Quick Notes on the latest episode of "On the Block" - Boneless Pork Loin Roast & Stuffed Loin Roast

Hello my fellow carnivores!  On the latest episode of "On the Block," I demonstrate the Ted the Butcher method of cutting a beautiful pork roast from a whole pork loin.  I also show you had to add a pocket for stuffing, which is a fantastic technique to have in your home butchery tool kit.
I found this great recipe for a Paleo-friendly Apple-Bacon-Spinach stuffed pork loin roast that is sure to delight my Paleo and non-Paleo friends alike!  The recipe is from a site called What Would John Mack Eat?, a great site about food, fitness, and Paleo living. 
In this recipe, John suggests you butterfly the pork loin in order to prepare it for stuffing, which I show you how to do in my video:

Quick Notes on the latest episode of "On the Block" - Beef Bone-In & Boneless Rib Steaks

Hello everyone!  Thanks so much for visiting my page and watching my show "On the Block"!  In the latest episode, we are talking about beef bone-in and boneless rib steaks, or "ribeyes."  This is probably my favorite cut of beef, and if I had to pick one steak to have for the rest of my life, this might just be the one--with a bone, of course!
For today's  Quick Notes, I figured I would post a recipe for grass fed ribeyes from one of my favorite Paleo food blogs, Nom Nom Paleo.  This site is run by super-chef extrodinaire Michelle Tam, and her recipes never disappoint! 

Deep Cuts: All You Need to Know About Offal

Organ meat--otherwise known as offal--has all but vanished from our local grocery stores and supermarkets.  That truly is a shame, since this meat is loaded with vitamins, minerals, and of course, FLAVOR! 
I found the piece below on chef Chris Cosentino's site OffalGood.com, where he discusses all things offal.  He also provides some truly amazing recipes for these often-neglected cuts, and for the squeamish, there are some delicious recipes for traditional cuts as well.  Chris is the executive chef of San Francisco restaurant Incanto.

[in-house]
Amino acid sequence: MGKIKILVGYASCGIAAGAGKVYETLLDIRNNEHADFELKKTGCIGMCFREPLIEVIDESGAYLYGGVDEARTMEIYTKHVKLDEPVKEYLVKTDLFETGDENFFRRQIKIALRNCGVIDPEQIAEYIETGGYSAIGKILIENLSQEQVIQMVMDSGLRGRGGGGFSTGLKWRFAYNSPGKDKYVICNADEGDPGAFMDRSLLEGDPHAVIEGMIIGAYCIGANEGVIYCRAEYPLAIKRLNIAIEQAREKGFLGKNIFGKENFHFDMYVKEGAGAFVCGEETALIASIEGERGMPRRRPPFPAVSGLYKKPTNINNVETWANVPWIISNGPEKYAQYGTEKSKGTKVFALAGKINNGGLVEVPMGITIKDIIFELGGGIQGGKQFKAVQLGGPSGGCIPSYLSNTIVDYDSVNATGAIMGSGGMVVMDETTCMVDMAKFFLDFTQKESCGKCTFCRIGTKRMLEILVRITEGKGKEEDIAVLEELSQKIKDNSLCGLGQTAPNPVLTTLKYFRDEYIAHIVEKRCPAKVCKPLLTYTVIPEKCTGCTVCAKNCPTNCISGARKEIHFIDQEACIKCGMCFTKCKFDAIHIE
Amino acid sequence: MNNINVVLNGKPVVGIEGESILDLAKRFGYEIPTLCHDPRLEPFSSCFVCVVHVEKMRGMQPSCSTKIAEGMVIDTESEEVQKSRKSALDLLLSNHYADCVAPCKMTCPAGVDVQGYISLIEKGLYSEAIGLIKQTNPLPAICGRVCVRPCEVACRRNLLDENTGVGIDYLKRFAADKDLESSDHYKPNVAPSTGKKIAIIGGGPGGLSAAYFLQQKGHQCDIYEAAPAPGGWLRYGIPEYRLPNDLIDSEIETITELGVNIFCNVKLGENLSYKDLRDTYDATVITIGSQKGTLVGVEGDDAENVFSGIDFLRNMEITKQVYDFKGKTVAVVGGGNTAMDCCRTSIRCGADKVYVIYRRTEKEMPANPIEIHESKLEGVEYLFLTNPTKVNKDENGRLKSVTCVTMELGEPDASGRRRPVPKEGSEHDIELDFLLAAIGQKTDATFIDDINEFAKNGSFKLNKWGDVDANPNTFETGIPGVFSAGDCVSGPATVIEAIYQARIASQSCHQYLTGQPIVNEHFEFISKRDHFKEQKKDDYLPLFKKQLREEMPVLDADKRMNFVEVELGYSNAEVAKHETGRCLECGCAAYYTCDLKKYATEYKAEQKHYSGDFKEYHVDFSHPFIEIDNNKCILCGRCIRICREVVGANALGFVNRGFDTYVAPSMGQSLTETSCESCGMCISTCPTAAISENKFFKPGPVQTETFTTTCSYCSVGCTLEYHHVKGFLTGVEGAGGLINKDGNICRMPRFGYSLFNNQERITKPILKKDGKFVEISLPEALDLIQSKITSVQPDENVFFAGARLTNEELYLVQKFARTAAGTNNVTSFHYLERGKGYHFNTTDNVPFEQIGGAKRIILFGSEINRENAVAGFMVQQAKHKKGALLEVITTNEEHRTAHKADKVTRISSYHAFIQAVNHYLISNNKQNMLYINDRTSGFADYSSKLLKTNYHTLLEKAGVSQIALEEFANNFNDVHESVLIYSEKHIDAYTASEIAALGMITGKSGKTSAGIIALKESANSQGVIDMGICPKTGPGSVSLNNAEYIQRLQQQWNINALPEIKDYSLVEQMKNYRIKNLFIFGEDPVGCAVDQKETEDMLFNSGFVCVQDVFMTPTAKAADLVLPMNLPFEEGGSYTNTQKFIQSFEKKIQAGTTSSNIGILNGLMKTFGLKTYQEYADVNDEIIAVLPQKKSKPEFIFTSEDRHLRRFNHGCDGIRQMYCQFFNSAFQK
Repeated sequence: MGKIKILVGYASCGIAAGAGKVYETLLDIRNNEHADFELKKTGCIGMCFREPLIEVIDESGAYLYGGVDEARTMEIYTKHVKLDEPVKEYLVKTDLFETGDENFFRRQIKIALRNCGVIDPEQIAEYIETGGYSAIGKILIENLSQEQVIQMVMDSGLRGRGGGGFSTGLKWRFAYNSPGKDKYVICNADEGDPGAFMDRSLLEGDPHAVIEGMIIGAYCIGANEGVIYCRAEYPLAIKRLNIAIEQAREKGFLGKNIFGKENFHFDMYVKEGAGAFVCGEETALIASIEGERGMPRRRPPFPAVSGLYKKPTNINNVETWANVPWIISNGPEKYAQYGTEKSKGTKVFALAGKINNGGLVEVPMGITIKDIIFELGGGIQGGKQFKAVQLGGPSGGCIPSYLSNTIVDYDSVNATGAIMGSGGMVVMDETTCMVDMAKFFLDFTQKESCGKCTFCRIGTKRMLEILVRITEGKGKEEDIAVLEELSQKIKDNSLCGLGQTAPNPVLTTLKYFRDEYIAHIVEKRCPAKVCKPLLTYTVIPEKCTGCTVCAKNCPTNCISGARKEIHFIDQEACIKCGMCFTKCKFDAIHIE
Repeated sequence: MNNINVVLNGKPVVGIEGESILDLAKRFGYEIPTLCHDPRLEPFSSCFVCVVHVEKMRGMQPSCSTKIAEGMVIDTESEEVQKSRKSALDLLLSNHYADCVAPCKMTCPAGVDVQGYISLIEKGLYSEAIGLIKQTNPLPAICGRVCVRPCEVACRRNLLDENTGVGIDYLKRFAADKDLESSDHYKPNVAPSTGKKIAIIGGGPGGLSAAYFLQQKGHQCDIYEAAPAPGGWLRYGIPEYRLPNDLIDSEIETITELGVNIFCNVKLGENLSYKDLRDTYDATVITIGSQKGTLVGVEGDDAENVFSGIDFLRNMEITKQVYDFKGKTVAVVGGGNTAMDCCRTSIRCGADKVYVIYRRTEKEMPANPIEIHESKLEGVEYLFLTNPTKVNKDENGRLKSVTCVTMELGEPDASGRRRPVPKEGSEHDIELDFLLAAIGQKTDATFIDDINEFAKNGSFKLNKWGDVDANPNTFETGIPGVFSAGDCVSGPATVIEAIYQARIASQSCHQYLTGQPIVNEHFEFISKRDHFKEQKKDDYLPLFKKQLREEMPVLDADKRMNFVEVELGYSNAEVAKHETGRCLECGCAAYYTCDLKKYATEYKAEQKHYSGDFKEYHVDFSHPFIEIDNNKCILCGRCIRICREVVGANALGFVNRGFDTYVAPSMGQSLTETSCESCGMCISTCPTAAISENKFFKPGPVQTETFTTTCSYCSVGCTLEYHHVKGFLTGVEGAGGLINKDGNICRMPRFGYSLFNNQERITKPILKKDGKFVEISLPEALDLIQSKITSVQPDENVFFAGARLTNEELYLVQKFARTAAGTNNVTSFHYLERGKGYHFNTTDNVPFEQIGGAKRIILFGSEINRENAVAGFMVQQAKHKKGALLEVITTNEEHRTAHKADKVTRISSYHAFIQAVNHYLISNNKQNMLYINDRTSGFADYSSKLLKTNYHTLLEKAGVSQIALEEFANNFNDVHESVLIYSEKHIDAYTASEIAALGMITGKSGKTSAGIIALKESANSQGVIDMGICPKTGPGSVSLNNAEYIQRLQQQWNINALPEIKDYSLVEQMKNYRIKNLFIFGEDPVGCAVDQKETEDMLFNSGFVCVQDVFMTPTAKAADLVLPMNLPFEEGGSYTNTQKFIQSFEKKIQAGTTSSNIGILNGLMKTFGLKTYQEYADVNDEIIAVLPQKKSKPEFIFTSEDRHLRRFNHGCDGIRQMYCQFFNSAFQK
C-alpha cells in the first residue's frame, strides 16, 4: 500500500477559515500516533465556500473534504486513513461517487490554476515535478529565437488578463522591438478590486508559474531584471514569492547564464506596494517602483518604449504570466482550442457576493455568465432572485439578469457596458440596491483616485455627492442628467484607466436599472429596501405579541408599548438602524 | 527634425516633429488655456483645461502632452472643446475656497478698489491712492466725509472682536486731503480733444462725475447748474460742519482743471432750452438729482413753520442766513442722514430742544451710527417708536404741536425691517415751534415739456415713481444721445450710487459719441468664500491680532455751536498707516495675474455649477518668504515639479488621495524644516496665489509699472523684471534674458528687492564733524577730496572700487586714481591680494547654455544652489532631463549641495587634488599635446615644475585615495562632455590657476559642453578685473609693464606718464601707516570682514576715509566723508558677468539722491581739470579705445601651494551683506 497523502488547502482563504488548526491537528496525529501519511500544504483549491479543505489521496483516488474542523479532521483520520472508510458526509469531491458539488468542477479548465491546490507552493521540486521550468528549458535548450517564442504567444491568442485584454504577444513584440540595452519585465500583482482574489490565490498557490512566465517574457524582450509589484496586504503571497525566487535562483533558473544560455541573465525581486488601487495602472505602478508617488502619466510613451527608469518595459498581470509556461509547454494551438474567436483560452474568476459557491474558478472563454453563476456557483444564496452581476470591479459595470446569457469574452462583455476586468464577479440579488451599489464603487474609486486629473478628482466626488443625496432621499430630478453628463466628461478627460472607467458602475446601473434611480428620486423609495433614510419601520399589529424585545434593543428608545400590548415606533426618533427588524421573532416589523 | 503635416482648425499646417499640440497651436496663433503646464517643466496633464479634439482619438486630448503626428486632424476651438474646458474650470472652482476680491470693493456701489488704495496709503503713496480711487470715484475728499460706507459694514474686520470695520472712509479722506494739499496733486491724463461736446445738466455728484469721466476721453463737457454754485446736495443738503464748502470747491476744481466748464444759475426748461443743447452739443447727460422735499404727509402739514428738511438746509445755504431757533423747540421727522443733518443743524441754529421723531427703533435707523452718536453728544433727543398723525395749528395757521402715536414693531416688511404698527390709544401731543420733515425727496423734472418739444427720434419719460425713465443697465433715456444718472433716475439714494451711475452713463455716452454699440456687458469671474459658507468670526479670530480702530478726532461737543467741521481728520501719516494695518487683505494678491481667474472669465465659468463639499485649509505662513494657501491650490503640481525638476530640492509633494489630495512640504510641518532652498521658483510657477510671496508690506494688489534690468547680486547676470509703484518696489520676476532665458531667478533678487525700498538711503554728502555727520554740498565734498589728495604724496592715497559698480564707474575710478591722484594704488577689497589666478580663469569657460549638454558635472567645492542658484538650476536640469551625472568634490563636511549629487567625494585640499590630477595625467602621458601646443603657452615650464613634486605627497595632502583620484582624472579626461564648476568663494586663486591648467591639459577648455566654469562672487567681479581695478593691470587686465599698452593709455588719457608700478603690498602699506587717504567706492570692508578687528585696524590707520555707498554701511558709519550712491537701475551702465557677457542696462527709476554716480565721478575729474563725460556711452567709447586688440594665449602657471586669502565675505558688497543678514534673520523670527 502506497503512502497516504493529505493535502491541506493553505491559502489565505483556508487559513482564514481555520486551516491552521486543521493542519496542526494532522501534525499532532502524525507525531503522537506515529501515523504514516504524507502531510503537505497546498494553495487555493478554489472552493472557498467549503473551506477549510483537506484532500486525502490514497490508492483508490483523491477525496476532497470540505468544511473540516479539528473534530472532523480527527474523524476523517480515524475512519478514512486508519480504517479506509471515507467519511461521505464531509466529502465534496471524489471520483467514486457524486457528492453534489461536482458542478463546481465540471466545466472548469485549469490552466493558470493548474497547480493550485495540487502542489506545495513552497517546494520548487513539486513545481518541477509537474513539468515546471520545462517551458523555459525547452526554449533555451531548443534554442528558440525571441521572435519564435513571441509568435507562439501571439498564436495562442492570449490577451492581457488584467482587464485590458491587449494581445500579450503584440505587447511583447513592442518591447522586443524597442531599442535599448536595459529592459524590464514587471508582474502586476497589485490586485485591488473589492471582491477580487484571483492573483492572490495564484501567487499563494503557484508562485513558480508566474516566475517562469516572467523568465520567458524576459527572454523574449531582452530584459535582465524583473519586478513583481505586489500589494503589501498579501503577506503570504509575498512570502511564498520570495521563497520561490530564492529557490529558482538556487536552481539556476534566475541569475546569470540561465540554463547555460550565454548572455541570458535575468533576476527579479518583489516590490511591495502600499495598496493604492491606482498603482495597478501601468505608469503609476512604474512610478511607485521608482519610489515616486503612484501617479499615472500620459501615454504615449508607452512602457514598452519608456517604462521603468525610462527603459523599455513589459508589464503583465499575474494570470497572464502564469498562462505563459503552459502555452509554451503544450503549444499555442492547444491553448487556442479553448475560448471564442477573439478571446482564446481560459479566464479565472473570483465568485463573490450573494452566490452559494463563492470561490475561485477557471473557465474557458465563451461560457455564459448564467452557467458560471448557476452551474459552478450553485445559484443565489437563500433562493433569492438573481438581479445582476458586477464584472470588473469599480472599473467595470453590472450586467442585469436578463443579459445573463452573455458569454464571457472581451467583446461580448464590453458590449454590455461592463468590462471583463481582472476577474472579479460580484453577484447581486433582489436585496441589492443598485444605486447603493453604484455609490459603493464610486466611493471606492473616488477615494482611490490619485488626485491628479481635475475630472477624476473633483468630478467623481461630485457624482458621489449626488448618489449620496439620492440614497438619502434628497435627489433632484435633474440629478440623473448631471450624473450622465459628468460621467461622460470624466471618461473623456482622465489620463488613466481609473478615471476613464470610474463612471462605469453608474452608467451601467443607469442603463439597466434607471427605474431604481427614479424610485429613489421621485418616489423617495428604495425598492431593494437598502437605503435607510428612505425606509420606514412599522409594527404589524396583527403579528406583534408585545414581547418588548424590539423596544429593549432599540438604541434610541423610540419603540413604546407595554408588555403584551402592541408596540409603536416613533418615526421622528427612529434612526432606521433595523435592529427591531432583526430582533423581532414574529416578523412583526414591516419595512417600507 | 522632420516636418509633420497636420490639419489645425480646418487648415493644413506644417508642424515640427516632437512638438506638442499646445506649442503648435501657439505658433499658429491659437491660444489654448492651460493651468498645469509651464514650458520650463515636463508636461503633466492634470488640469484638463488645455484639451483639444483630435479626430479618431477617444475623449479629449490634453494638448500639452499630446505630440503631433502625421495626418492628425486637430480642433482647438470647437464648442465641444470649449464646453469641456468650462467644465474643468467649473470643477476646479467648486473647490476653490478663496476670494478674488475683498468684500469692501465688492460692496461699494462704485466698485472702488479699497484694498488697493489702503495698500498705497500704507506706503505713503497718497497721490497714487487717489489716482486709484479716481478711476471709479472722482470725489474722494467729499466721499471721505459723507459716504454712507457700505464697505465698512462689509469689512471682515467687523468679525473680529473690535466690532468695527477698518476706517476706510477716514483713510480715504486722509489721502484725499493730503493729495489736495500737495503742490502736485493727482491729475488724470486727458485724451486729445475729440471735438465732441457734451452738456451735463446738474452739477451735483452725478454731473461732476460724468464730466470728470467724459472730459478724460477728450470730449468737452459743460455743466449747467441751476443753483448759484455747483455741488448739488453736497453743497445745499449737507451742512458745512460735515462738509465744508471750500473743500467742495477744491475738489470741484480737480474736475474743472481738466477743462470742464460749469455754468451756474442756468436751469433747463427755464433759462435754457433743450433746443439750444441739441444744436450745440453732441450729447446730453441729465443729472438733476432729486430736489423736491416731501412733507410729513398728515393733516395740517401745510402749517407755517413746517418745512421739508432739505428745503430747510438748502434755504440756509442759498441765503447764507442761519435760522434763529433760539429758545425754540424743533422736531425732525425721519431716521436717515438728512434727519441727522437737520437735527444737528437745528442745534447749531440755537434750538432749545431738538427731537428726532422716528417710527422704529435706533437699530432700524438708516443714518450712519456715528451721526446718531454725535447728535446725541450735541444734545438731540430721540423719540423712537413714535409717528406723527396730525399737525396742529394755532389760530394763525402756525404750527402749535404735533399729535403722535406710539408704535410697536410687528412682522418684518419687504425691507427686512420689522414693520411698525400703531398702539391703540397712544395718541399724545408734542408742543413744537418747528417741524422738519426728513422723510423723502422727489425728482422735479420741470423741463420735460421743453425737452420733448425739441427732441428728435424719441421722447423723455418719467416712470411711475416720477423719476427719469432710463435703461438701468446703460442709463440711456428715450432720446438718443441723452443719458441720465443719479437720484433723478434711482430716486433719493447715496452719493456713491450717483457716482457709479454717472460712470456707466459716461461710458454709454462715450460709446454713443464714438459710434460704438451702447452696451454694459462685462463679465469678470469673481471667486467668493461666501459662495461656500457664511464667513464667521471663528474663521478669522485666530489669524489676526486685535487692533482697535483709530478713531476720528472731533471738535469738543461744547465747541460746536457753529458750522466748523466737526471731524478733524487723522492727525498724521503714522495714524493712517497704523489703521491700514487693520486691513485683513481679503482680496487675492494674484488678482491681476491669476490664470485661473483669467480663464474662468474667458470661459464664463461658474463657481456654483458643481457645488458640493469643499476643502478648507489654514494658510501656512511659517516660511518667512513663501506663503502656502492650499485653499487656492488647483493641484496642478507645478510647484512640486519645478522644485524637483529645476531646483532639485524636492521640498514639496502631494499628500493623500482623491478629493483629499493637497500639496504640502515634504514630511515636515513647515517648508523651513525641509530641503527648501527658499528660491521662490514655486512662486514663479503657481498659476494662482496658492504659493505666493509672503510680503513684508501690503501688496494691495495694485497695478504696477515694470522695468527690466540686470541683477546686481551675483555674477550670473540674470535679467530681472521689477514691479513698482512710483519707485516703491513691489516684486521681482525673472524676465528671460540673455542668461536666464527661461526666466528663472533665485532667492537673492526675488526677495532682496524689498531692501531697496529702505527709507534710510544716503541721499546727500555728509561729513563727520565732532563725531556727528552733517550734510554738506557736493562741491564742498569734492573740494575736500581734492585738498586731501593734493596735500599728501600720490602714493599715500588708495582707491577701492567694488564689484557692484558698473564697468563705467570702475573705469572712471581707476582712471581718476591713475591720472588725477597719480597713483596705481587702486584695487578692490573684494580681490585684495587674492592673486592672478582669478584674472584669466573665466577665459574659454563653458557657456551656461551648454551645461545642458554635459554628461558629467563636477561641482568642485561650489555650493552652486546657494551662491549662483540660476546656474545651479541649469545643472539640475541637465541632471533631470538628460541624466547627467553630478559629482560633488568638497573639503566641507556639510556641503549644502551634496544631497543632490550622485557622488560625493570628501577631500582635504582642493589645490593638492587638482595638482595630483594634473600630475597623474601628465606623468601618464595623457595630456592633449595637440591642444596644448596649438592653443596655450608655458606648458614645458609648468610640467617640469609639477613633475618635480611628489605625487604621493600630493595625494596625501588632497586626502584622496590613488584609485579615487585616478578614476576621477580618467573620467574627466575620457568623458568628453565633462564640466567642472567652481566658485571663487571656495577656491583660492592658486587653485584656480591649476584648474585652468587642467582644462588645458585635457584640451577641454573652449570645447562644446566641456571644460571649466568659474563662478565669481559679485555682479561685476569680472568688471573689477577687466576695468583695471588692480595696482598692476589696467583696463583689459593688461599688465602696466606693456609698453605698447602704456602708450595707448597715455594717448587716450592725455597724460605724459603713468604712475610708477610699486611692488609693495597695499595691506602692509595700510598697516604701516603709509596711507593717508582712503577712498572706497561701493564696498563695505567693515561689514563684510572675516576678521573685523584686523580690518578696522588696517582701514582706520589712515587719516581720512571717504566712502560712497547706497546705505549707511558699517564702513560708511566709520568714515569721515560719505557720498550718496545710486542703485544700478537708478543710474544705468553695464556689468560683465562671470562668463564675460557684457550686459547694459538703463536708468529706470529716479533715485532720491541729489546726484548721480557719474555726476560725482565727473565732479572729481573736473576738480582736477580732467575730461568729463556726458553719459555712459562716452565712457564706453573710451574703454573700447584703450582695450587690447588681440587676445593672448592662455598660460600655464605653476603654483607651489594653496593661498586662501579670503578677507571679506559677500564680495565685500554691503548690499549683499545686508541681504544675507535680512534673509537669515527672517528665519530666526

All About Offal

Quick Notes on the new episode of "On the Block" - Boned & Tied Prime Rib Roast

Hello everyone, and happy Friday!  I posted a new episode of "On the Block" today, demonstrating how to bone and tie a prime rib roast.  If you're preparing for another chilly winter weekend like we are in Connecticut, it may be the perfect time to grab a nice piece of beef and get cookin'!
I thought it would be good to remind you that boning & tying a prime rib won't change the cooking time.  For this roast, it will turn out great if you pre-heat the oven to 350°, then cook your roast 15-18 minutes per pound at 350°
REMEMBER:  Take the roast out of the refrigerator several hours before cooking so that it gets to room temperature!  This will ensure a nice, even cook all the way through!

Quick Notes on Prime Rib - On the Block Episode 1

I just wanted to make some additional comments about the beef prime rib roast from my first episode of On the Block:
COOKING TIME: My suggested cooking time for a prime rib is 15-18 minutes per pound at 350º.  What I wanted to clarify is that you should take the roast out of your refrigerator several hours before cooking so it can get to room temperature before it goes into the oven!  This will ensure that the roast cooks evenly, all the way through!  If you like it more rare, cook it closer to 15 minutes per pound; if you prefer it well-done, cook it closer to 18 minutes per pound.  For medium, around 16-17 minutes per pound will do!